I am not yet able to make a closure and move on. My thoughts repeatedly return to the prison; I relive each of its scenes time and again. I cannot help it.
Prison transforms a human being in some fundamental way. The first thing I tell myself in retrospect is that for no earthly treasure would I give away the sufferings of these six years.
I was given an immense amount of gifts. I finished an education, graduated and now I hold a diploma on which it stands written: an improved human being.
I would have been a bad student of physics if I had not seen in my prison-life a basic law of modern atomic physics proven: “All matter is ultimately light.”
Today even voice can be pictured. Even that is light. We pick up a few grams of dust from the ground, we may precisely measure and calculate the energy its atomic particles could release. It has been proven that a city like Budapest with more than a million inhabitants could be provided with light and heating from the energy contained in a small amount of matter.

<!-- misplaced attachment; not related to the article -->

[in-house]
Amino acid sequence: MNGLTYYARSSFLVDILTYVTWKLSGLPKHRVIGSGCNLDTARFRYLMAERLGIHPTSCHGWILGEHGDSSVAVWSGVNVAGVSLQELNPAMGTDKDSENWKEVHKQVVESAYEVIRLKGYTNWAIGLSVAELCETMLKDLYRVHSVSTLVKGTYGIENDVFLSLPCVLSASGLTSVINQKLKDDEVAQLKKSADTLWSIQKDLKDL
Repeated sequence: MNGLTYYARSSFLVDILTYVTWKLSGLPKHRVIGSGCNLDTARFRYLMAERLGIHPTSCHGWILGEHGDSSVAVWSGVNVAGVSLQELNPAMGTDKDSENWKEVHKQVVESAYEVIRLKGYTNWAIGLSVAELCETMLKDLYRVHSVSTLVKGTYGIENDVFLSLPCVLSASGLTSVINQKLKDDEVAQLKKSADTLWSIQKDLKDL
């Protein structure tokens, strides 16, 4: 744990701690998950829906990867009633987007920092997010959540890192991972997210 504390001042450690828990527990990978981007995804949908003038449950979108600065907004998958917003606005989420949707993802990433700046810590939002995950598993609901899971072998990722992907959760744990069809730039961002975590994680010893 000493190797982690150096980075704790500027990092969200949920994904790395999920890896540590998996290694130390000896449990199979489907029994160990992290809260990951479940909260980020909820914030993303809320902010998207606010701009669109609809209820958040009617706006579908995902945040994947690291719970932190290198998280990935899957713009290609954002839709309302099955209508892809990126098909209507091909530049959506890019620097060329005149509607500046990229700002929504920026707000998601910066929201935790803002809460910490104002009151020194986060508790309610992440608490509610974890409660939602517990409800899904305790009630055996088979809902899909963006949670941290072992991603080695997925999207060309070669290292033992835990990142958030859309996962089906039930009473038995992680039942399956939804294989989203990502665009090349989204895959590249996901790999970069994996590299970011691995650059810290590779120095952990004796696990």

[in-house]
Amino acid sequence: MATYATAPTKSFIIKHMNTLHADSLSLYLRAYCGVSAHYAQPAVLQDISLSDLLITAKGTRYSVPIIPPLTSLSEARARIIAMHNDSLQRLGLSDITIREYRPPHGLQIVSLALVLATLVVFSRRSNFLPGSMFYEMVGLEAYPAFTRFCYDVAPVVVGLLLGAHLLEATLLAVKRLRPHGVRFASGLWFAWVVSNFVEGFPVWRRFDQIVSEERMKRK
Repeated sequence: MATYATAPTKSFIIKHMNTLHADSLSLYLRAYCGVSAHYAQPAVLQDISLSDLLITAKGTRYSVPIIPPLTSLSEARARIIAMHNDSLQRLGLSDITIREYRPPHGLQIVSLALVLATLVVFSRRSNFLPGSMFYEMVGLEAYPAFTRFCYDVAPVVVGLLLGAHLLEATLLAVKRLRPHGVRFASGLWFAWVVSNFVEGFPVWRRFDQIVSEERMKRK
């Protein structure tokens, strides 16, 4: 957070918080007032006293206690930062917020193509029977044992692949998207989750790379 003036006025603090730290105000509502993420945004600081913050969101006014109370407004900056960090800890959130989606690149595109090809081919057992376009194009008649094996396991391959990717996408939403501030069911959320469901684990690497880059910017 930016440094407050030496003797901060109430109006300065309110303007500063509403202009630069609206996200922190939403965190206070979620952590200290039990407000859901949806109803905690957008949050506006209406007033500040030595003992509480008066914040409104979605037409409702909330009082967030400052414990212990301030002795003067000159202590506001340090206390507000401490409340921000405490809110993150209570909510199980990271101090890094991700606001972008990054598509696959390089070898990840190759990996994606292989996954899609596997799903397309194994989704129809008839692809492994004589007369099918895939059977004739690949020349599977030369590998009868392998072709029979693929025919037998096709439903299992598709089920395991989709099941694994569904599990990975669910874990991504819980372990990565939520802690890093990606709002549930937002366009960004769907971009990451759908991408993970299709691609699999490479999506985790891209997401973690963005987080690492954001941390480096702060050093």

Thus, the second conclusion I come to is this: every piece of trash, no matter how riff-raff and valueless it is, can become light, eternal light, if God’s Sun shines on it and releases it from the burden of the horror of evil.
This is why I am unable to feel hatred toward those who have hurt me, those who tormented me. I hate none of these evil men.
I like to pray for them from the bottom of my heart, asking that they may convert and become good human beings.
With this I think I can come to a closure and finish all that I was able to tell about my six years spent in prison.